Fairly early on in one's 日本語教育 (Nihongo Kyouiku, study of the Japanese language), one learns how to transform mundane statements like 寿司を食べます (Sushi o tabemasu, "I eat sushi") into slightly more detailed constructions like よく寿司を食べます (Yoku sushi o tabemasu, "I often eat sushi").
Ever play the game Katamari Damacy? I never had any interest until a few years ago when a friend of mine gave me the first one as a gift. Ever since then I've been a fan. Quirky gameplay, catchy music, and a very unique personality. Anyway, here's a Japanese commercial for my favorite random-clutter-ball-making game.
I don't watch much TV these days as most of the programming is pretty lacking. But as we all know, among all the crap Japanese commercials there are some gems. Here's a series of Fanta commercials that stand out. In particular I like the shogun and the gangster. Insolence!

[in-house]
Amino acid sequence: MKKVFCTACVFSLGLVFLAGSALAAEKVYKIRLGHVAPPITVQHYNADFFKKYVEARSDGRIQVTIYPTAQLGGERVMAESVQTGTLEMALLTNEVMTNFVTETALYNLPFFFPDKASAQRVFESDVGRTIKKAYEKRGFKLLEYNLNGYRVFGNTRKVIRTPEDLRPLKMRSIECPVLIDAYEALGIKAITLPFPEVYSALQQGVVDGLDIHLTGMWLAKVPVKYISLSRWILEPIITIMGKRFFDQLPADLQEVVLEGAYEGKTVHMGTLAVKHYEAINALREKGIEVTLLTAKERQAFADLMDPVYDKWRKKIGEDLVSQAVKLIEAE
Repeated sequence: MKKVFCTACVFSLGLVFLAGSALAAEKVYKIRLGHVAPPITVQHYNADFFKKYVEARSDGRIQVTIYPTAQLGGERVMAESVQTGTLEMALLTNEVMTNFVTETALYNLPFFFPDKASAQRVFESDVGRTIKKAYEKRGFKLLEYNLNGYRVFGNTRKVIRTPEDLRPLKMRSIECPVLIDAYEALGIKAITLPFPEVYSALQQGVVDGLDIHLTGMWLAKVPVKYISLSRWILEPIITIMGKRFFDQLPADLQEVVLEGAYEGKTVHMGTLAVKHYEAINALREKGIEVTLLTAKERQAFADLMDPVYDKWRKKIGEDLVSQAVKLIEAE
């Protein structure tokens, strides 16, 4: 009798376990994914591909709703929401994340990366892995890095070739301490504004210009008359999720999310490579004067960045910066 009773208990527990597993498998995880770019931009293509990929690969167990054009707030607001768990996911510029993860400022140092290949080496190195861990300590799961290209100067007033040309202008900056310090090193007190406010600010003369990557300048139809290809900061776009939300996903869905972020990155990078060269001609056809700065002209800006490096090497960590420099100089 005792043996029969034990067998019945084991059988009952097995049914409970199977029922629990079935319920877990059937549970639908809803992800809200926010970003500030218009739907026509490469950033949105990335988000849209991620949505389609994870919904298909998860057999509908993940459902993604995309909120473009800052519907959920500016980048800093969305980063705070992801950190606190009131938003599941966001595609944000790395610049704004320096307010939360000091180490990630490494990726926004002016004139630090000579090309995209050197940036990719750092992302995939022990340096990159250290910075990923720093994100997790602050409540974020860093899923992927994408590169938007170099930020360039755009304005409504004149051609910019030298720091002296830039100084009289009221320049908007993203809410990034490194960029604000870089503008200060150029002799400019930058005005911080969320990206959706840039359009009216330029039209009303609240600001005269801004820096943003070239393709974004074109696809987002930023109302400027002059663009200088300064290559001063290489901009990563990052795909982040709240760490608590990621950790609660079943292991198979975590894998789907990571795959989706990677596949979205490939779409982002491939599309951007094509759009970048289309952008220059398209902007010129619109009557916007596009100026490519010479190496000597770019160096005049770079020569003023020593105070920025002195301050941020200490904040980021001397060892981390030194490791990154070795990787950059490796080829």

Another interesting thing about Japanese is that often you can take a kanji (or word) and just smoosh it together with a number of other kanji/words to form all kinds of cool compounds. One prefix that you'll see used quite a bit is 初(in this case はつ、 hatsu). 初 means "first" or "new" and is used to indicate something to which either of these adjectives applies. Here are a few examples:
Kudos to Simon for getting the answer to this one.
Last year someone was stabbed outside a convenience store across the street from one of the schools where I work. I believe the victim was a woman, and the attacker immediately ran away. As you can imagine, there was quite a stir. Classes weren't in session, but the school was locked down and teachers went off around the school on patrol. For the next few hours police helicopters were flying around the neighborhood looking for the guy. Word is he was caught.
Just saw this over at Konnichiwa and it made my day.
This one is an original, although I'd be willing to wager there are similar ones floating around out there. I'll probably wait about a week before I post the solution and plug anyone who answers correctly. Here we go: